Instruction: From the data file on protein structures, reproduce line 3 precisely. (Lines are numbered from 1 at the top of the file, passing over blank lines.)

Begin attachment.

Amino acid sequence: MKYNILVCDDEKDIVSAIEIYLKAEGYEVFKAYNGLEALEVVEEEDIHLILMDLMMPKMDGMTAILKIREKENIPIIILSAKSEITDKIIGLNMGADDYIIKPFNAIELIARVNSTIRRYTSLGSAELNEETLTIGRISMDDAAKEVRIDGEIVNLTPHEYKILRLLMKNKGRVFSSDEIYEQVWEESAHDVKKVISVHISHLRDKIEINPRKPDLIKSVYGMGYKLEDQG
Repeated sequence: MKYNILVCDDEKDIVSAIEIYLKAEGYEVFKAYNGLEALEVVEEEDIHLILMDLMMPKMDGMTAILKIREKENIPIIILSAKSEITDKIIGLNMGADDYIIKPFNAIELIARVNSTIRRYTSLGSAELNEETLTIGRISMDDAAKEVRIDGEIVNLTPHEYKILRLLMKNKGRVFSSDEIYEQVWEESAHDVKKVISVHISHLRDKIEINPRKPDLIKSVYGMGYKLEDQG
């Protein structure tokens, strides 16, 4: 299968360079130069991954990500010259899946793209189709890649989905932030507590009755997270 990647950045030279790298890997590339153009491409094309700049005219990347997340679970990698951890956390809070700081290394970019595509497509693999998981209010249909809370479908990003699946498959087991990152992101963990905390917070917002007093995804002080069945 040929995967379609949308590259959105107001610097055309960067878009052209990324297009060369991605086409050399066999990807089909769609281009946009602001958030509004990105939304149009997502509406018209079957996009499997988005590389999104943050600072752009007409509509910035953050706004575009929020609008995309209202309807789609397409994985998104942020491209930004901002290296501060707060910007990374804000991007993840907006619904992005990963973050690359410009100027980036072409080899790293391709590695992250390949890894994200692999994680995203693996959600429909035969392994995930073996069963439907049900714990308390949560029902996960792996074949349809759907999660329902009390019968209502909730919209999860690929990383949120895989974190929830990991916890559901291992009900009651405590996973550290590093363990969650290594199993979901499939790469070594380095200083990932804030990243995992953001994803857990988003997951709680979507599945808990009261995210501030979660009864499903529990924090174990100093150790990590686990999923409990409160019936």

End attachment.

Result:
């Protein structure tokens, strides 16, 4: 299968360079130069991954990500010259899946793209189709890649989905932030507590009755997270 990647950045030279790298890997590339153009491409094309700049005219990347997340679970990698951890956390809070700081290394970019595509497509693999998981209010249909809370479908990003699946498959087991990152992101963990905390917070917002007093995804002080069945 040929995967379609949308590259959105107001610097055309960067878009052209990324297009060369991605086409050399066999990807089909769609281009946009602001958030509004990105939304149009997502509406018209079957996009499997988005590389999104943050600072752009007409509509910035953050706004575009929020609008995309209202309807789609397409994985998104942020491209930004901002290296501060707060910007990374804000991007993840907006619904992005990963973050690359410009100027980036072409080899790293391709590695992250390949890894994200692999994680995203693996959600429909035969392994995930073996069963439907049900714990308390949560029902996960792996074949349809759907999660329902009390019968209502909730919209999860690929990383949120895989974190929830990991916890559901291992009900009651405590996973550290590093363990969650290594199993979901499939790469070594380095200083990932804030990243995992953001994803857990988003997951709680979507599945808990009261995210501030979660009864499903529990924090174990100093150790990590686990999923409990409160019936």